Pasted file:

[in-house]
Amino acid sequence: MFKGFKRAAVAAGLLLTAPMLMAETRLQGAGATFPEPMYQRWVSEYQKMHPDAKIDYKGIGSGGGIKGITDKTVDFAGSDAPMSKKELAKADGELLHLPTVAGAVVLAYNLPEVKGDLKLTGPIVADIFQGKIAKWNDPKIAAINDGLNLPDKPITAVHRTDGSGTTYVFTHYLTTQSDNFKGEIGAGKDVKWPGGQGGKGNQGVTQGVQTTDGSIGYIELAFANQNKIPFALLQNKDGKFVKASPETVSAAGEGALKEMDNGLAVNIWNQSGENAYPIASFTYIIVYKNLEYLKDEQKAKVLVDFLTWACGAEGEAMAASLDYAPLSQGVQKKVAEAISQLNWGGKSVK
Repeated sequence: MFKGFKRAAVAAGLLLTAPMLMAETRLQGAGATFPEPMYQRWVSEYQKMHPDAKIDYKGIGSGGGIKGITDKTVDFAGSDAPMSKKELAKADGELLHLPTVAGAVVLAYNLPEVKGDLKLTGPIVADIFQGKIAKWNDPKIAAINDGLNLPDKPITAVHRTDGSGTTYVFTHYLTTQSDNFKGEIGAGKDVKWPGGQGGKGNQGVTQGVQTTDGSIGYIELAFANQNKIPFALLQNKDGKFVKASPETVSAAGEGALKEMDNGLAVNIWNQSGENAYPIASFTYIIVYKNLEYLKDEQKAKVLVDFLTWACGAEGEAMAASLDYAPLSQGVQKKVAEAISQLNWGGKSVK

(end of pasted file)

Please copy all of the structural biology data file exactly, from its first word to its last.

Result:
[in-house]
Amino acid sequence: MFKGFKRAAVAAGLLLTAPMLMAETRLQGAGATFPEPMYQRWVSEYQKMHPDAKIDYKGIGSGGGIKGITDKTVDFAGSDAPMSKKELAKADGELLHLPTVAGAVVLAYNLPEVKGDLKLTGPIVADIFQGKIAKWNDPKIAAINDGLNLPDKPITAVHRTDGSGTTYVFTHYLTTQSDNFKGEIGAGKDVKWPGGQGGKGNQGVTQGVQTTDGSIGYIELAFANQNKIPFALLQNKDGKFVKASPETVSAAGEGALKEMDNGLAVNIWNQSGENAYPIASFTYIIVYKNLEYLKDEQKAKVLVDFLTWACGAEGEAMAASLDYAPLSQGVQKKVAEAISQLNWGGKSVK
Repeated sequence: MFKGFKRAAVAAGLLLTAPMLMAETRLQGAGATFPEPMYQRWVSEYQKMHPDAKIDYKGIGSGGGIKGITDKTVDFAGSDAPMSKKELAKADGELLHLPTVAGAVVLAYNLPEVKGDLKLTGPIVADIFQGKIAKWNDPKIAAINDGLNLPDKPITAVHRTDGSGTTYVFTHYLTTQSDNFKGEIGAGKDVKWPGGQGGKGNQGVTQGVQTTDGSIGYIELAFANQNKIPFALLQNKDGKFVKASPETVSAAGEGALKEMDNGLAVNIWNQSGENAYPIASFTYIIVYKNLEYLKDEQKAKVLVDFLTWACGAEGEAMAASLDYAPLSQGVQKKVAEAISQLNWGGKSVK